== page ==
Yesterday was a big day for me. My first book of any kind, Insects in a Flash, was published as an e-book. I was very excited and if you saw about this post on Facebook or Google+ then you know that already. As you can probably imagine though, there was a lot of work building up to this.
Obviously, there was all the time photographing the insects. I’ve touched upon this here before and it is not the subject of this particular post.
The process as far as producing the book begins when I discovered Flatbooks (advertising banner to side.) I can’t remember how this exactly happened, but it all started from a suggestion by Scott Kelby that we check out Trey Ratcliff, the founder of Flatbooks. Eventually, I found Flatbooks and clicked on one of the various links about becoming one of their authors. I had an idea in my head about teaching my methods for photographing insects. I proposed this idea to them and in a little while, just long enough for the whole thing to slip my mind, I got a reply back that they were interested in the story.
After this came a short discussion on schedule for delivering the book etc. Once that was ironed out I began work on the book.
I essentially considered the photography complete unless I happened to make a few more images before submitting the completed work. Turns out that spring has been unusually cool here in Oregon and thus photographing my preferred dragonfly species has not been very productive. So, there was the writing to do. At one point, I found writing reasonably easy, but I am out of practice. Thus, it was a bit of a struggle and one I faced mostly alone, except for some editing and inspirational help from family.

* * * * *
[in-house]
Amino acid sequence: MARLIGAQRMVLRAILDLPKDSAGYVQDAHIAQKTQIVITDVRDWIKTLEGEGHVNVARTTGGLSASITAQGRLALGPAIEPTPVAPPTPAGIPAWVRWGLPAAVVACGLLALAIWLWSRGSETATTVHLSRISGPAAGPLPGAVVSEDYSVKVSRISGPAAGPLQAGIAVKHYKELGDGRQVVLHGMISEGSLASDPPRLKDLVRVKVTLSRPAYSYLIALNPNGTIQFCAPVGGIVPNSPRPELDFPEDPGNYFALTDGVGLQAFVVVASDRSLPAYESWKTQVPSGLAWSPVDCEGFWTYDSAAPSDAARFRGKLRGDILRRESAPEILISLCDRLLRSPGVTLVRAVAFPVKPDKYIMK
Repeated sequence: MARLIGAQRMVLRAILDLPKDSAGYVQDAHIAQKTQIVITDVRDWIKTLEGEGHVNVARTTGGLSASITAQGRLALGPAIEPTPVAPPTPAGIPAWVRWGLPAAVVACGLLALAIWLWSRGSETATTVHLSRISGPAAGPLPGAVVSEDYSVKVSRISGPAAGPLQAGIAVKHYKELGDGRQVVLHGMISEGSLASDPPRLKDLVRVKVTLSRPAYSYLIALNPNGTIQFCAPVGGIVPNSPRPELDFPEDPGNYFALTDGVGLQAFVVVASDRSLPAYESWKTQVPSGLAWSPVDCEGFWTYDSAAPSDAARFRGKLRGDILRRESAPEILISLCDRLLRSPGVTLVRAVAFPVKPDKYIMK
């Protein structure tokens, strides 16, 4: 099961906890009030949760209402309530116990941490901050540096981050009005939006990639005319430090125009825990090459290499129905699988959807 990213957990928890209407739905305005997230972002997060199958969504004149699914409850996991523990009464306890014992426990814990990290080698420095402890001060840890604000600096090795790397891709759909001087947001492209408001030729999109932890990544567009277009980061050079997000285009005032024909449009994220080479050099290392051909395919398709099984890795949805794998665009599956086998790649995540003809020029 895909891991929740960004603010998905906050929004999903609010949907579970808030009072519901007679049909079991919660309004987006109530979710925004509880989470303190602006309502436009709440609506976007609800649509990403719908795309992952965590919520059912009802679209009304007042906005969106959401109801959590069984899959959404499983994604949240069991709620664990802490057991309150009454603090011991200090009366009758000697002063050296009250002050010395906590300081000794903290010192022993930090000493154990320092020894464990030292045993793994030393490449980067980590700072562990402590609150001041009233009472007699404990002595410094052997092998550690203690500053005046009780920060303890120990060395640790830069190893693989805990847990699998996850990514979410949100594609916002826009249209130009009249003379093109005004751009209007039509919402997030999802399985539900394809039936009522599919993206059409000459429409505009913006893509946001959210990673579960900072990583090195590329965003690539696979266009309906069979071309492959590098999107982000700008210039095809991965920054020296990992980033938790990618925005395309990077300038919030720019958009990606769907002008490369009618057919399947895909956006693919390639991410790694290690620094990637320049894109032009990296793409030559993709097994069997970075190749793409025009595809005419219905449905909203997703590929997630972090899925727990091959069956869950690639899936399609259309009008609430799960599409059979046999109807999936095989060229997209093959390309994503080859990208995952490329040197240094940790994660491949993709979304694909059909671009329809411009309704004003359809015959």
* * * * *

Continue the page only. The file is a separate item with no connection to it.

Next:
After that step, came the design. I decided to get a subscription of Adobe’s InDesign and tackle this step myself. I completed an initial draft and had family check it for real obvious problems. Then I submitted it to Luke at Flatbooks. This is when it became real obvious just how helpful Flatbooks can be. Luke did the real obvious proofing, plus a great deal of design advice. It was great to see the design move along pretty dramatically, but still keep the essentials of what I originally envisioned. After, a few iterations of this process, Luke thought it was time to hand it off to Griffin for a final polishing.
Griffin worked mostly autonomously, but did come to me for digital assets necessary for completion of the book as well as my approval on the work. In no time at all, Griffin was completing is final polishing and the book was installed on the web site ready to go. Griffin has also offered help on a few issues I’ve been having with the banner ad, etc., items he had no obligation to help me with.
The most unusual thing about the whole process to me was I sure can’t figure out what sort of hours these guys work. I got e-mail messages from them at all sorts of strange times. Being that I’m passionate about this and willing to address things completely outside the window you’d normally consider work hours, meant this allowed for faster progress.
Please check out my new book, Insects in a Flash.
Now I need to come up with a new book idea.